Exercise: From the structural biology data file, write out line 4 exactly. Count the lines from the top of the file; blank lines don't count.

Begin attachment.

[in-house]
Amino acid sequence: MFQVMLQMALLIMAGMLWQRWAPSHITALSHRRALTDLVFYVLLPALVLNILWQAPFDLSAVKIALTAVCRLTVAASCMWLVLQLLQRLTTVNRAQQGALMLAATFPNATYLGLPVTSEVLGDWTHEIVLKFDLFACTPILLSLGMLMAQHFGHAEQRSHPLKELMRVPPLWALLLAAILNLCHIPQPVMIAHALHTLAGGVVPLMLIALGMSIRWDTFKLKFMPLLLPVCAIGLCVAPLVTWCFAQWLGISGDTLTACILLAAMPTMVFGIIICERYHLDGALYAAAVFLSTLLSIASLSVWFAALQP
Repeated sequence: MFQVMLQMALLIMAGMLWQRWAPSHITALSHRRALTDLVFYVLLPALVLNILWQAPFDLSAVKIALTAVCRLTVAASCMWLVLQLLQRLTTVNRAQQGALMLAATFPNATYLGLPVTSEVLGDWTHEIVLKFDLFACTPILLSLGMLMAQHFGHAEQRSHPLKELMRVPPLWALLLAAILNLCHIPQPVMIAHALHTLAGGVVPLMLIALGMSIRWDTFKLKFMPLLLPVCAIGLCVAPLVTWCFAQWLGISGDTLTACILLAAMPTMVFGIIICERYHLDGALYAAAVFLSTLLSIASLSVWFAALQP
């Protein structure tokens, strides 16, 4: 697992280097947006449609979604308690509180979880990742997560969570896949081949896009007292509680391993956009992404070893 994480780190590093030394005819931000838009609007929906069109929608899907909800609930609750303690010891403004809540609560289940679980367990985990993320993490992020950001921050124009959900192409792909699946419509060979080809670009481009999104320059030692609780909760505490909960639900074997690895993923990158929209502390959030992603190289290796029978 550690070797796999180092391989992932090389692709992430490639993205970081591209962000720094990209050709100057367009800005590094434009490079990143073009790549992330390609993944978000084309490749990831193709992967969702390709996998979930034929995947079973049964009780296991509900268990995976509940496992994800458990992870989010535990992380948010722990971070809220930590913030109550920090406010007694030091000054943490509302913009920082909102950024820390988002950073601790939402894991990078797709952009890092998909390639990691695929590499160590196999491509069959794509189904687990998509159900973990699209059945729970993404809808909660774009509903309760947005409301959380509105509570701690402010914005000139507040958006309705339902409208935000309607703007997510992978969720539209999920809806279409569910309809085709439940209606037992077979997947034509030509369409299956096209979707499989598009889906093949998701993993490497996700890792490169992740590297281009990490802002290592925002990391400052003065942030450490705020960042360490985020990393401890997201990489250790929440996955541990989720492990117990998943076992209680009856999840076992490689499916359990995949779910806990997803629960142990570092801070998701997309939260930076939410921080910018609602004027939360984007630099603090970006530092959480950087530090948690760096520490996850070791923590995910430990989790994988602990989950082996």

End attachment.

């Protein structure tokens, strides 16, 4: 697992280097947006449609979604308690509180979880990742997560969570896949081949896009007292509680391993956009992404070893 994480780190590093030394005819931000838009609007929906069109929608899907909800609930609750303690010891403004809540609560289940679980367990985990993320993490992020950001921050124009959900192409792909699946419509060979080809670009481009999104320059030692609780909760505490909960639900074997690895993923990158929209502390959030992603190289290796029978 550690070797796999180092391989992932090389692709992430490639993205970081591209962000720094990209050709100057367009800005590094434009490079990143073009790549992330390609993944978000084309490749990831193709992967969702390709996998979930034929995947079973049964009780296991509900268990995976509940496992994800458990992870989010535990992380948010722990971070809220930590913030109550920090406010007694030091000054943490509302913009920082909102950024820390988002950073601790939402894991990078797709952009890092998909390639990691695929590499160590196999491509069959794509189904687990998509159900973990699209059945729970993404809808909660774009509903309760947005409301959380509105509570701690402010914005000139507040958006309705339902409208935000309607703007997510992978969720539209999920809806279409569910309809085709439940209606037992077979997947034509030509369409299956096209979707499989598009889906093949998701993993490497996700890792490169992740590297281009990490802002290592925002990391400052003065942030450490705020960042360490985020990393401890997201990489250790929440996955541990989720492990117990998943076992209680009856999840076992490689499916359990995949779910806990997803629960142990570092801070998701997309939260930076939410921080910018609602004027939360984007630099603090970006530092959480950087530090948690760096520490996850070791923590995910430990989790994988602990989950082996």